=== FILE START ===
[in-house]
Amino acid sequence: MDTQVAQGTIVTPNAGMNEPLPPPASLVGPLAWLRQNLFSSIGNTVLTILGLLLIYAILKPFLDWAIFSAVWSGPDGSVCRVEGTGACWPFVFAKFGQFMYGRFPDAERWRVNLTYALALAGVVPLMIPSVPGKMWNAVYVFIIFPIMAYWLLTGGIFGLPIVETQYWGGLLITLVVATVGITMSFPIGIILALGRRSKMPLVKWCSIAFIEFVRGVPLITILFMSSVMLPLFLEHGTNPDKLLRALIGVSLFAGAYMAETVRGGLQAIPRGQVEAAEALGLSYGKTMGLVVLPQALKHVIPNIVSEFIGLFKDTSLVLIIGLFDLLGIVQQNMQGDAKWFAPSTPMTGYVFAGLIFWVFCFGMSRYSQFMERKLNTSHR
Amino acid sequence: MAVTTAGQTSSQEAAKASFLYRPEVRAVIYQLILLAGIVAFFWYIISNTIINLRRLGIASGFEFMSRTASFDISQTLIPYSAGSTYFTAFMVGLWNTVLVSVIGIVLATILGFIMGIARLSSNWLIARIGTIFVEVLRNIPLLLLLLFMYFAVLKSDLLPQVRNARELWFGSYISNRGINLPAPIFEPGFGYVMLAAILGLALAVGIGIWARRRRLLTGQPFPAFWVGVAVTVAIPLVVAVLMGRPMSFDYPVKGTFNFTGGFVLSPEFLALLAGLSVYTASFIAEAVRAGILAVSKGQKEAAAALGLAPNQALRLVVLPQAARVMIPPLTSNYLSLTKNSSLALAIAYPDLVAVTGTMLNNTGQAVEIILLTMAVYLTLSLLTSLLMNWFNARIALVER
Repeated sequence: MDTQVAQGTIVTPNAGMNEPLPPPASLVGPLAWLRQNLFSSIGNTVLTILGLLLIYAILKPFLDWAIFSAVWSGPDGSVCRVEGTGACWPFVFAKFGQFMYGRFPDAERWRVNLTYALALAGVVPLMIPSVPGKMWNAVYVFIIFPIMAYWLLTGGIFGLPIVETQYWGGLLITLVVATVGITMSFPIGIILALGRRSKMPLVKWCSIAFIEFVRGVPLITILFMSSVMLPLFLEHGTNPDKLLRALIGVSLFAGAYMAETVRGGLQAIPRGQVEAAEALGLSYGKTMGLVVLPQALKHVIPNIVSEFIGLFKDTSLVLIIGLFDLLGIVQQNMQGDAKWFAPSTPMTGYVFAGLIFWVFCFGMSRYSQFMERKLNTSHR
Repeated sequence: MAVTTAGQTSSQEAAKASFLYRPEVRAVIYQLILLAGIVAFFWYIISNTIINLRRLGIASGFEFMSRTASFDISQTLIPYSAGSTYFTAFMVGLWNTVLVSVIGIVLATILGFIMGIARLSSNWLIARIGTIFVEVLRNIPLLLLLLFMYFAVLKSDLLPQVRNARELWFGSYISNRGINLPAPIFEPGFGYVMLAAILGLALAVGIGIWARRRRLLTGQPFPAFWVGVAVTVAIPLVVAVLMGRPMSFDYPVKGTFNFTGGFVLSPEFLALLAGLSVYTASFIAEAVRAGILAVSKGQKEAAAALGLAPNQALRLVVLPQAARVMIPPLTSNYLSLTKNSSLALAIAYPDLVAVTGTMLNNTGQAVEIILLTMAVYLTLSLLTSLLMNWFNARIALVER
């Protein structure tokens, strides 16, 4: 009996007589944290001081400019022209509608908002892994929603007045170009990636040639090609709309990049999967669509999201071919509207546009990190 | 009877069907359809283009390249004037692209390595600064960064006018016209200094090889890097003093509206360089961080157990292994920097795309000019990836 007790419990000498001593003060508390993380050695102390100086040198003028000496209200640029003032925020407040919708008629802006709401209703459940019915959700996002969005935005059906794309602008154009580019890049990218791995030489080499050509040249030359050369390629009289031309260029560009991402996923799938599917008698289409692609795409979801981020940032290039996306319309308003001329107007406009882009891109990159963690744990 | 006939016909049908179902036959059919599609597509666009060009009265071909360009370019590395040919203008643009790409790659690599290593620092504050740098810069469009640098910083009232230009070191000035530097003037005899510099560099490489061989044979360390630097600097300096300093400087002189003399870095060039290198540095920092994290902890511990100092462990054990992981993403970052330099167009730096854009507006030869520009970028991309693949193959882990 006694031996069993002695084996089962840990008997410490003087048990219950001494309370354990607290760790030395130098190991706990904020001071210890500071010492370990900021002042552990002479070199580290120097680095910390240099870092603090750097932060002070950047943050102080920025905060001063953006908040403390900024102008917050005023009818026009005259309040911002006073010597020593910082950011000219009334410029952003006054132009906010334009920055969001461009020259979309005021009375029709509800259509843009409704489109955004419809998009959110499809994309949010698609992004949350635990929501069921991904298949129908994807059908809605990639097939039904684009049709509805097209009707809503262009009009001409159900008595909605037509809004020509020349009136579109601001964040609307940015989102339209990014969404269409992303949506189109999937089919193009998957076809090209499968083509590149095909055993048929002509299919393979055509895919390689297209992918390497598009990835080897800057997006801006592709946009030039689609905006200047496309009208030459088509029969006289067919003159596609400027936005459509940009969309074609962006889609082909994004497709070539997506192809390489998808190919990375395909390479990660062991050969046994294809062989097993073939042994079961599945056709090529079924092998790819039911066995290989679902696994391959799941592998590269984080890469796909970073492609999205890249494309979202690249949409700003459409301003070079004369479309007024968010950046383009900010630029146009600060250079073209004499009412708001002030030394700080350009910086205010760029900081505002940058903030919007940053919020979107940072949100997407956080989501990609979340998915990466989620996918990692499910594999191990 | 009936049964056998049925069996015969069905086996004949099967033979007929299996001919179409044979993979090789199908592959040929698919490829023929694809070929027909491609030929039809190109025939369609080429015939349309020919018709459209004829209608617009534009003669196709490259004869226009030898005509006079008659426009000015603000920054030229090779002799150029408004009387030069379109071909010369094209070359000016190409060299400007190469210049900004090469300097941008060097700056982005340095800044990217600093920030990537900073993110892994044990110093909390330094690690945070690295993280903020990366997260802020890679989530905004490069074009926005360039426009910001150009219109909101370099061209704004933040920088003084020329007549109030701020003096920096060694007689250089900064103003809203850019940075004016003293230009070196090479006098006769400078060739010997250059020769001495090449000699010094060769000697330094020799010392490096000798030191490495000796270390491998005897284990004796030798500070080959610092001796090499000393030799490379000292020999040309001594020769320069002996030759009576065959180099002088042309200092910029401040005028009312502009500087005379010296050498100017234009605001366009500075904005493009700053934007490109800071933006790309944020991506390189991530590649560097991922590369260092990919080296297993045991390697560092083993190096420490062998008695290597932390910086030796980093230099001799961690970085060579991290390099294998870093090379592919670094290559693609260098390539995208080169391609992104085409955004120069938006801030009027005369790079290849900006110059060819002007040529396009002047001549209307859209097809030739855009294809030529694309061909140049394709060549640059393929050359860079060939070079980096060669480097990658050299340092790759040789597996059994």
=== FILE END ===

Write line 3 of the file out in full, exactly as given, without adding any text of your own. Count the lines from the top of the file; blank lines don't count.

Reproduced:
Amino acid sequence: MAVTTAGQTSSQEAAKASFLYRPEVRAVIYQLILLAGIVAFFWYIISNTIINLRRLGIASGFEFMSRTASFDISQTLIPYSAGSTYFTAFMVGLWNTVLVSVIGIVLATILGFIMGIARLSSNWLIARIGTIFVEVLRNIPLLLLLLFMYFAVLKSDLLPQVRNARELWFGSYISNRGINLPAPIFEPGFGYVMLAAILGLALAVGIGIWARRRRLLTGQPFPAFWVGVAVTVAIPLVVAVLMGRPMSFDYPVKGTFNFTGGFVLSPEFLALLAGLSVYTASFIAEAVRAGILAVSKGQKEAAAALGLAPNQALRLVVLPQAARVMIPPLTSNYLSLTKNSSLALAIAYPDLVAVTGTMLNNTGQAVEIILLTMAVYLTLSLLTSLLMNWFNARIALVER